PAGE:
What Do I Do If My Dog Ate a Dryer Sheet? (Explained)

What Do I Do If My Dog Ate a Dryer Sheet? Phot of a dog looking sick with dryer sheets by its side.

Every pet parent will confirm dogs eat all sorts of things that they shouldn’t because they smell good. Did your dog eat a dryer sheet? Here’s what you’ll want to know!

If your dog has eaten a dryer sheet, you’ll need to start watching for signs of complications. Symptoms could be mild to severe and even life-threatening, depending on what you used and how many of them your dog ate. Complications from eating a dryer sheet can include skin and mouth irritations, a blockage, poisoning, and severe dehydration.

You’ll need to know what to watch for and when to take action to ensure that your dog stays safe!

Are dryer sheets toxic to dogs?

While dryer sheets are not a guarantee of being toxic, they can be toxic to dogs. They can be toxic for several reasons (more on that below), which also heightens the chances that your dog will have a serious and potentially fatal reaction.

A dog that eats a dryer sheet is more at-risk than a lot of well-intentioned pet parents may realize, so be careful to take this seriously!

Why do dogs like dryer sheets?

They’re just fabric-like pieces of paper, right? So, why do dogs like them so much? To your dog, they’re exciting.

Firstly, they smell amazing, regardless of the scent you get, or even the unscented ones. They smell fascinating to your dog. Part of how they smell is to lick and bite and chew. Dogs eat all sorts of strange things because they smell good, and dryer sheets certainly fall into that category.

The other thing to focus on is that dryer sheets are interesting in their texture. Since dogs explore textures with their mouths, they often will chew and possibly swallow something just because it feels interesting. 

Can a dog get sick after eating a dryer sheet?

Yes, it’s very easy for a dog to get sick after eating a dryer sheet because there are numerous ways to get sick, and there are also numerous types of sicknesses and complications possible from dryer sheets. introduced above already, the main complications possible are:

  • Skin/external irritation
  • Poisoning
  • Digestive and stomach issues
  • Blockages

Skin/external irritation

Because they are laden with chemicals for use in the dryer and not intended for eating, it’s very common for them to cause skin irritations, sores, and burns. To begin with, dogs have sensitive skin, and they also have a low tolerance for chemicals.

Irritations on their skin and in their mouth and throat are considered mild but still worrisome complications. Natural dryer sheers are no safer, as they still have some sort of chemical agents in them.

Poisoning

The same chemical make-up also causes poisoning in your dog. Since they are sensitive to topical chemicals, they will also be sensitive in how their body reacts to them internally!

Since they are laden with chemicals, it’s very common to see poisoning if your dog has eaten a dryer sheet. There is a list of symptoms below to watch for.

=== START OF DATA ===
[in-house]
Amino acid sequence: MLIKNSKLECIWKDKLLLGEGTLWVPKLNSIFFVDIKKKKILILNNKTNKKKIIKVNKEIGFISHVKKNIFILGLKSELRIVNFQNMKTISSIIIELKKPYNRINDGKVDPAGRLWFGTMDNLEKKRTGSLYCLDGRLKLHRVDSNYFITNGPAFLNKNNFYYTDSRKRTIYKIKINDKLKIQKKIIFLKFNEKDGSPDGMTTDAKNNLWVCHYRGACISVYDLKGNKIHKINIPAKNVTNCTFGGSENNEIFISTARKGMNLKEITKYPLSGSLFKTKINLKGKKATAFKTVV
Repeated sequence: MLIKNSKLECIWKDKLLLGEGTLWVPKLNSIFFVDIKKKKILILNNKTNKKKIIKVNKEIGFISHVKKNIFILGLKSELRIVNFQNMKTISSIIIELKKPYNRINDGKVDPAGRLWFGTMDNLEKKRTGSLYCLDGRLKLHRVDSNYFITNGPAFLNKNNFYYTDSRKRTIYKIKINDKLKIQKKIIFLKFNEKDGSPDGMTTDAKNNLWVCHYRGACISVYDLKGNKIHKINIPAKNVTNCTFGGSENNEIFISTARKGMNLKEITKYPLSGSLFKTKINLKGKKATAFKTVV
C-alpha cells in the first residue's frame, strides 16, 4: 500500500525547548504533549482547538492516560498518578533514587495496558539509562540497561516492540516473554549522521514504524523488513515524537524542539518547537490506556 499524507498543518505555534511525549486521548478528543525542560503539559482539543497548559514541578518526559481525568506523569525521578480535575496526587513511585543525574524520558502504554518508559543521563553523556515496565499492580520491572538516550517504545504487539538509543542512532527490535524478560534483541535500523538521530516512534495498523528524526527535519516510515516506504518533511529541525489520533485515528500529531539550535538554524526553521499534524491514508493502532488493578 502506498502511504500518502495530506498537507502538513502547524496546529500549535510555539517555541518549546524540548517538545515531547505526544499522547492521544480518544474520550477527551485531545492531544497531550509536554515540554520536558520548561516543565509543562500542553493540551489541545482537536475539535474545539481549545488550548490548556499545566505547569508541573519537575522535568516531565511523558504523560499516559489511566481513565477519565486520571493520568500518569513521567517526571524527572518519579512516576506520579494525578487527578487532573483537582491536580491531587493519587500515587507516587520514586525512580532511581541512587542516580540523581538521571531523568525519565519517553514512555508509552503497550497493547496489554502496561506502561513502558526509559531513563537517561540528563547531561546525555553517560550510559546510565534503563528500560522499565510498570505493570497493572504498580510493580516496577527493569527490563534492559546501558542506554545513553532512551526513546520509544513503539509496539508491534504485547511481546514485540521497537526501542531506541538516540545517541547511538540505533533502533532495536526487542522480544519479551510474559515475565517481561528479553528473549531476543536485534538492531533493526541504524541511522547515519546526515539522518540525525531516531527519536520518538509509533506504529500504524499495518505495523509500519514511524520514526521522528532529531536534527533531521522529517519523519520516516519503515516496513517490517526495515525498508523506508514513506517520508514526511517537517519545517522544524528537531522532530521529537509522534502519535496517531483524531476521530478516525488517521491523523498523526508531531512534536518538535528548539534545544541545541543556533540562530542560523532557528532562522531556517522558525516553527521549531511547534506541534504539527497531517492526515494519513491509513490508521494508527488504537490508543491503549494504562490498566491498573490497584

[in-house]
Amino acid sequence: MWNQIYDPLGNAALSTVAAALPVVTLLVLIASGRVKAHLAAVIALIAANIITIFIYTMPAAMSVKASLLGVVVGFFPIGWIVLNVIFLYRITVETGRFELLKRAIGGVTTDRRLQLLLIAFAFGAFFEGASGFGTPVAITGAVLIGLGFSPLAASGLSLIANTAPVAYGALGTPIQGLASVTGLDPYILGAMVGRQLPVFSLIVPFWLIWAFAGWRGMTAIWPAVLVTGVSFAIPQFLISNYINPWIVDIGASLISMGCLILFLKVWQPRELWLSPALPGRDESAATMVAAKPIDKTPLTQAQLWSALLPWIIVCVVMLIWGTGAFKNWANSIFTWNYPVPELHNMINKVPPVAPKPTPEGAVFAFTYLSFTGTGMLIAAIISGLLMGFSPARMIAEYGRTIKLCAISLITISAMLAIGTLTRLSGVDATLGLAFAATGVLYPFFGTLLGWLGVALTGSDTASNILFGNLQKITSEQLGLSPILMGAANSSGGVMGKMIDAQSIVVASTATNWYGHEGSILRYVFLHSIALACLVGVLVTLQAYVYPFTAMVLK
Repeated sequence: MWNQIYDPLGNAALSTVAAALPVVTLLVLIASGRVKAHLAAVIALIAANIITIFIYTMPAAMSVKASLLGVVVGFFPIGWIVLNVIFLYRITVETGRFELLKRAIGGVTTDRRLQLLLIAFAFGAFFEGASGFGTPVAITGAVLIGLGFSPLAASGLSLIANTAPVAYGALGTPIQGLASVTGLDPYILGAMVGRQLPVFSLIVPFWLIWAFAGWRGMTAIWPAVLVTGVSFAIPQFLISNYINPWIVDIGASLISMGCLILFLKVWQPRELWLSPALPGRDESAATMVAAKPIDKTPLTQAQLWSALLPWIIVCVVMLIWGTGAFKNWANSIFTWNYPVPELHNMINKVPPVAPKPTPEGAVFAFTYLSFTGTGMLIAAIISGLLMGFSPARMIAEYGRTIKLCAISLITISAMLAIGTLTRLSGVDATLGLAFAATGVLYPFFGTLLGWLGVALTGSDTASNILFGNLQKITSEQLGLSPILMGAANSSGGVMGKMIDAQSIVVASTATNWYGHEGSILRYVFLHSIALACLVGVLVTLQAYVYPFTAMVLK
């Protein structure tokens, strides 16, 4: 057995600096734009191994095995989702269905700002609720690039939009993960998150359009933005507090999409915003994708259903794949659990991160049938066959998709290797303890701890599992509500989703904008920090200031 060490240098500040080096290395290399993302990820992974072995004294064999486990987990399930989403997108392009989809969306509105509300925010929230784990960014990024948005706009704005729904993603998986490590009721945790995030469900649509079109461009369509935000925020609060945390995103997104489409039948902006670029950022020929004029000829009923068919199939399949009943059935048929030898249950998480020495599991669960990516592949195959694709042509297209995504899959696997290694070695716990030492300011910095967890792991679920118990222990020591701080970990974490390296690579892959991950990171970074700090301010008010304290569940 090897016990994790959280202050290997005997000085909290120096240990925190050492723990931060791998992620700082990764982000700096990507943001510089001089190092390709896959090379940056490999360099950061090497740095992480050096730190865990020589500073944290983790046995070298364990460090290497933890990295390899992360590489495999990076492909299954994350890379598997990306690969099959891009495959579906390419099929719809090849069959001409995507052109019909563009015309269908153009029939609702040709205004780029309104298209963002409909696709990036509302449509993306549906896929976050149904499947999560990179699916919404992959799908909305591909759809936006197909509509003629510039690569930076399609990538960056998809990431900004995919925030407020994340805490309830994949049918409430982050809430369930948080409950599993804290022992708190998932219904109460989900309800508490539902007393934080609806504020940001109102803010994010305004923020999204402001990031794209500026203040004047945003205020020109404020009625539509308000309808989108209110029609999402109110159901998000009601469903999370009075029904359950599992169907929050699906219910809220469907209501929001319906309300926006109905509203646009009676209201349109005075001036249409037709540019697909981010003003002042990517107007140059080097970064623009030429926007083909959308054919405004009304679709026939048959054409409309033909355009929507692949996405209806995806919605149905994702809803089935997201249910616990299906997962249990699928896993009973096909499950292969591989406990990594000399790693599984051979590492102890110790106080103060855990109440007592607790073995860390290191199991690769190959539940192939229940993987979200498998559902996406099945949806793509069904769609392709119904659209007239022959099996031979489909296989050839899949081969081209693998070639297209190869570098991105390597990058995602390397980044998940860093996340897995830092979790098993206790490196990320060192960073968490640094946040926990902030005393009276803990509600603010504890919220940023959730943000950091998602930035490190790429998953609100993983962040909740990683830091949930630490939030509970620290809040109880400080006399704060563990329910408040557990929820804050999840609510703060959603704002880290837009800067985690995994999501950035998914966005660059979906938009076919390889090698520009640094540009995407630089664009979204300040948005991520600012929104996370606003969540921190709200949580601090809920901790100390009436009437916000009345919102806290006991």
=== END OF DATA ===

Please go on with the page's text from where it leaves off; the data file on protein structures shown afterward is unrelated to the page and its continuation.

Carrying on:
Digestive and stomach issues

A dog’s stomach is a complex thing but also very sensitive. The dryer sheet can cause indigestion since they can’ break it down. It also will absorb a lot of your dog’s natural liquids, making dehydration — severe dehydration — a common consequence.

In dogs, dehydration is a serious complication and can be fatal. This, combined with diarrhea from indigestion, can mean fast-acting dehydration in your dog.

Blockages

Then there’s the sheet itself. Since your dog can’t break it down, it will pass through the twisty, turny digestive tract as it is. This easily will snag in a corner and can cause a blockage. This will mean surgery and other interventions to save your dog’s life, as things will back up very quickly. This is as serious as the other complications mentioned.

Can dryer sheets kill dogs?

Unfortunately, yes, dryer sheets can easily kill dogs. To protect your dog, you’ll need to learn about possible compilations and how to spot their symptoms. Early intervention is essential to protecting your dog’s health. Recognizing a problem before it’s too late is a crucial must-know for dog parents.

Symptoms to look for after my dog ate dryer sheet

Regardless of the possible complication listed above, you’ll be happy to know that the symptoms are the same. Why? Because if you see any of these symptoms (or a combination of them), a trip to the vet as soon as possible is going to be your best course of action.

The type of sickness doesn’t matter the same way because your vet will be the person to intervene. They have in-depth education and experience to know how to help save your dog. Symptoms include:

  • No appetite
  • Vomiting 
  • Diarrhea
  • Skin irritations (redness, burning, etc.)
  • Drooling
  • Pain indicators
  • Lethargy
  • Seizures

These symptoms show that your dog is having some sort of complication from the dryer sheet. It could be as “simple” as indigestion or as severe as poisoning. Regardless, a vet will need to have a look sooner rather than later.